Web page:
Graduation Year


Document Type




Degree Granting Department

Mechanical Engineering

Major Professor

Ajit Mujumdar, Ph.D.

Committee Member

Manoj K. Ram, Ph.D.

Committee Member

Ashok Kumar, Ph.D.


Adsorption, Nanocatalysts, Nanomaterial, Nanosorbents, Photocatalytic activity


This thesis consists of two research problems in the water decontamination area. In the first work, the main focus is to understand the structure and photocatalytic activity of titanium dioxide with graphene (G-TiO2) which is synthesized by using sol-gel method. The photocatalytic activity of TiO2 is limited by the short electron hole pair recombination time. Graphene, with high specific surface area and unique electronic properties, can be used as a good support for TiO2 to enhance the photocatalytic activity. The obtained G-TiO2 photocatalysts has been characterized by X-Ray Diffraction (XRD), Raman Spectroscopy, Transmission Electron Microscopy (TEM), FTIR Spectroscopy and Ultraviolet visible (UV-vis) Spectroscopy. This prepared G-TiO2 nanocomposite exhibited excellent photocatalysis degradation on methyl orange (MO) under irradiation of simulated sunlight. Such enthralling photocatalyst may find substantial applications in various fields.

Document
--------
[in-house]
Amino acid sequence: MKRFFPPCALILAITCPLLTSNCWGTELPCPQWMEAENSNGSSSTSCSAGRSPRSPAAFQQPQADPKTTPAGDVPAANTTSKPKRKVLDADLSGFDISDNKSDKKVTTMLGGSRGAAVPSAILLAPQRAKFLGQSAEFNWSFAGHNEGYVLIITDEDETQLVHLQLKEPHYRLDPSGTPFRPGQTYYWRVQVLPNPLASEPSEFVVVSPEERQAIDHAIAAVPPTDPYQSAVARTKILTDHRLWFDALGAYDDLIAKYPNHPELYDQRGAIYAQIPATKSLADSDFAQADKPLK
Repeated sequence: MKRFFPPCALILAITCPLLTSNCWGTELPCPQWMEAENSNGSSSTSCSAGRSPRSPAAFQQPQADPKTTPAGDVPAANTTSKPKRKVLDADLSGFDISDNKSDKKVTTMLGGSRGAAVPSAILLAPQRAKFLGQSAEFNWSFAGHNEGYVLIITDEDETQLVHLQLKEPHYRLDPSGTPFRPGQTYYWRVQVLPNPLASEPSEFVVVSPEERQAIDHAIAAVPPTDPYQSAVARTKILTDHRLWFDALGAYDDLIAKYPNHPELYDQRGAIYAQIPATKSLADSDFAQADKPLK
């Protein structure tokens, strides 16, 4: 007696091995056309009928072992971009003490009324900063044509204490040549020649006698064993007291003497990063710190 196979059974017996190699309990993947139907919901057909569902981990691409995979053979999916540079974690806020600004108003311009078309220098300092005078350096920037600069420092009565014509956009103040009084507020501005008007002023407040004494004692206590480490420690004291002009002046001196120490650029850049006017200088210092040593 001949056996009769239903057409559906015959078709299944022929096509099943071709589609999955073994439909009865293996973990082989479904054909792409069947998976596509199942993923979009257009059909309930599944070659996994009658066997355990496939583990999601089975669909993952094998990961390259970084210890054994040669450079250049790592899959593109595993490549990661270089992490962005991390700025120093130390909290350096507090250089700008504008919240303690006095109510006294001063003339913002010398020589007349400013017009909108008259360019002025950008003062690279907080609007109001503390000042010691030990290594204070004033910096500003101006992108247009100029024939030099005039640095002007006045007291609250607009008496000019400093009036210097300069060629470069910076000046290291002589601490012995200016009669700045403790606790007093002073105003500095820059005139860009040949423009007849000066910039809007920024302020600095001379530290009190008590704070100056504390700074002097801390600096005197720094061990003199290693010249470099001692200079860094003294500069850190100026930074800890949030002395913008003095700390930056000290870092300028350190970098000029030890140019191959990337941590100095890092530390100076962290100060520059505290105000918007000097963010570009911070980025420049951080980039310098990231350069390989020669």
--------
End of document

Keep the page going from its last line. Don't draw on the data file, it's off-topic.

The primary objective of the second work is to understand the nanocomposite structure of SiO2 coated over graphene (G) nanoplatelets. An attempt has been made to synthesize G-SiO2 nanocomposite using sol-gel technique. The G-SiO2 nanocomposite is characterized using Scanning Electron Microscopy (SEM), Transmission Electron Microscopy (TEM), Raman spectroscopy, FTIR spectroscopy, and Electrochemical and Electrical measurement technique, respectively. In this work, G-SiO2 nanoparticles with the water containing salts of zinc is added, and allowed to settle in water. The ZnCl2


concentration displays a whitish color solution which has turned to colorless within one or two hours of treatment with G-SiO2 nanocomposites. The presence of heavy metal is tested using electrochemical cyclic voltammetry (CV) technique. The CV measurement on the water treated with G-SiO2 has been tested for several days to understand the presence of heavy metals in water. Interestingly, the near complete separation has been observed by treating the heavy metal contaminated water sample for one to two days in presence of G-SiO2 nanoparticles. The redox potential observed for the heavy metal has been found to diminish as a function of treatment with respect to time, and no redox peak is observed after the treatment for four to five days. Further test using EDS measurement indicates that the heavy metal ions are observed within the G-SiO2 nanocomposite. The recovery of G-SiO2 nanocomposite is obtained by washing using deionized water. Our experimental finding indicates that the G-SiO2 nanocomposite could be exploited for potential heavy metals cleaning from waste or drinking water.